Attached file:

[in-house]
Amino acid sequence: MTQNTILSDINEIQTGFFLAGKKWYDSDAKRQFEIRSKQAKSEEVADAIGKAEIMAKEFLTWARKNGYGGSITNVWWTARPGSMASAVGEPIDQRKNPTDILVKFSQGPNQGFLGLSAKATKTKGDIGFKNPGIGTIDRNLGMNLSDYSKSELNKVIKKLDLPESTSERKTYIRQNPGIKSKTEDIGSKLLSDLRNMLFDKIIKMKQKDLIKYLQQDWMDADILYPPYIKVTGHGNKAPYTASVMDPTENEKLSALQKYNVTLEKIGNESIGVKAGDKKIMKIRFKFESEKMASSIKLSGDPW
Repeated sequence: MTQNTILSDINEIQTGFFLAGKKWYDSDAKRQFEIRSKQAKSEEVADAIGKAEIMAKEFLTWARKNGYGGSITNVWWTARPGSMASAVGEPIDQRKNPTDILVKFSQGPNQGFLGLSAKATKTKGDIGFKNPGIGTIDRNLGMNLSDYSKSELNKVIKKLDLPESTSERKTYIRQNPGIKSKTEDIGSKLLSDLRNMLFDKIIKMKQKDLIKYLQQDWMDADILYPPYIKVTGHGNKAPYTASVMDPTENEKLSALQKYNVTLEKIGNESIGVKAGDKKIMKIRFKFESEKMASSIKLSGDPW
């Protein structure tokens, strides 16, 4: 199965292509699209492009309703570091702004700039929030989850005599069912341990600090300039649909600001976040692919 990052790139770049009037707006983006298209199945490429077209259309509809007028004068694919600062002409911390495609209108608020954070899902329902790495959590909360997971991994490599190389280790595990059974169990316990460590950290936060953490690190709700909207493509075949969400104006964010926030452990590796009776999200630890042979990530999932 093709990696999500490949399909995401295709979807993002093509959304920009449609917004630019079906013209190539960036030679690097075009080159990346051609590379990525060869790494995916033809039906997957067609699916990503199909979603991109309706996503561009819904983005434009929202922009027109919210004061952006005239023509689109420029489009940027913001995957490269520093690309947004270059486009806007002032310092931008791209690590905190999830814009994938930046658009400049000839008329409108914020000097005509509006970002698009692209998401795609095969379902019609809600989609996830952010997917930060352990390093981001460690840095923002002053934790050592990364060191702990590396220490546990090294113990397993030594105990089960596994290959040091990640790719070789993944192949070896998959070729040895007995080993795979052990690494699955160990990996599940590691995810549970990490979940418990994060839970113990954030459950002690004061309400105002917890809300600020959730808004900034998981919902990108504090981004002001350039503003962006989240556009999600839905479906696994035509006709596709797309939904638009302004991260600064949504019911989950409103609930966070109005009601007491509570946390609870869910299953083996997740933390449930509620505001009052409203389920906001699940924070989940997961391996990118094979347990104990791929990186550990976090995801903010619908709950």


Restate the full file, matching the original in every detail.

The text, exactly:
[in-house]
Amino acid sequence: MTQNTILSDINEIQTGFFLAGKKWYDSDAKRQFEIRSKQAKSEEVADAIGKAEIMAKEFLTWARKNGYGGSITNVWWTARPGSMASAVGEPIDQRKNPTDILVKFSQGPNQGFLGLSAKATKTKGDIGFKNPGIGTIDRNLGMNLSDYSKSELNKVIKKLDLPESTSERKTYIRQNPGIKSKTEDIGSKLLSDLRNMLFDKIIKMKQKDLIKYLQQDWMDADILYPPYIKVTGHGNKAPYTASVMDPTENEKLSALQKYNVTLEKIGNESIGVKAGDKKIMKIRFKFESEKMASSIKLSGDPW
Repeated sequence: MTQNTILSDINEIQTGFFLAGKKWYDSDAKRQFEIRSKQAKSEEVADAIGKAEIMAKEFLTWARKNGYGGSITNVWWTARPGSMASAVGEPIDQRKNPTDILVKFSQGPNQGFLGLSAKATKTKGDIGFKNPGIGTIDRNLGMNLSDYSKSELNKVIKKLDLPESTSERKTYIRQNPGIKSKTEDIGSKLLSDLRNMLFDKIIKMKQKDLIKYLQQDWMDADILYPPYIKVTGHGNKAPYTASVMDPTENEKLSALQKYNVTLEKIGNESIGVKAGDKKIMKIRFKFESEKMASSIKLSGDPW
């Protein structure tokens, strides 16, 4: 199965292509699209492009309703570091702004700039929030989850005599069912341990600090300039649909600001976040692919 990052790139770049009037707006983006298209199945490429077209259309509809007028004068694919600062002409911390495609209108608020954070899902329902790495959590909360997971991994490599190389280790595990059974169990316990460590950290936060953490690190709700909207493509075949969400104006964010926030452990590796009776999200630890042979990530999932 093709990696999500490949399909995401295709979807993002093509959304920009449609917004630019079906013209190539960036030679690097075009080159990346051609590379990525060869790494995916033809039906997957067609699916990503199909979603991109309706996503561009819904983005434009929202922009027109919210004061952006005239023509689109420029489009940027913001995957490269520093690309947004270059486009806007002032310092931008791209690590905190999830814009994938930046658009400049000839008329409108914020000097005509509006970002698009692209998401795609095969379902019609809600989609996830952010997917930060352990390093981001460690840095923002002053934790050592990364060191702990590396220490546990090294113990397993030594105990089960596994290959040091990640790719070789993944192949070896998959070729040895007995080993795979052990690494699955160990990996599940590691995810549970990490979940418990994060839970113990954030459950002690004061309400105002917890809300600020959730808004900034998981919902990108504090981004002001350039503003962006989240556009999600839905479906696994035509006709596709797309939904638009302004991260600064949504019911989950409103609930966070109005009601007491509570946390609870869910299953083996997740933390449930509620505001009052409203389920906001699940924070989940997961391996990118094979347990104990791929990186550990976090995801903010619908709950």